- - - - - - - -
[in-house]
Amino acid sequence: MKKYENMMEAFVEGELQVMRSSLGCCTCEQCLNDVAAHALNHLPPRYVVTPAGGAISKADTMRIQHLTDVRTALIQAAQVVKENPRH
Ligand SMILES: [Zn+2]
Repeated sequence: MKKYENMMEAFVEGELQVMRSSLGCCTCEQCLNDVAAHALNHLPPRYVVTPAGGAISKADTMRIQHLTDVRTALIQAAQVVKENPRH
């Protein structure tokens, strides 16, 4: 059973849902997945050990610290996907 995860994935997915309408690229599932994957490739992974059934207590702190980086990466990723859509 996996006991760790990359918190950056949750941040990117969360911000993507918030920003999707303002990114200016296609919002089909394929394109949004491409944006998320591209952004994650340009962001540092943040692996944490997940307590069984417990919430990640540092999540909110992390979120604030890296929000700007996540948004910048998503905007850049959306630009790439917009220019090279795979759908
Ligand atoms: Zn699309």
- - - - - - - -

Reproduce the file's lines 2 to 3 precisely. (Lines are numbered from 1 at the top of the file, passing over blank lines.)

Amino acid sequence: MKKYENMMEAFVEGELQVMRSSLGCCTCEQCLNDVAAHALNHLPPRYVVTPAGGAISKADTMRIQHLTDVRTALIQAAQVVKENPRH
Ligand SMILES: [Zn+2]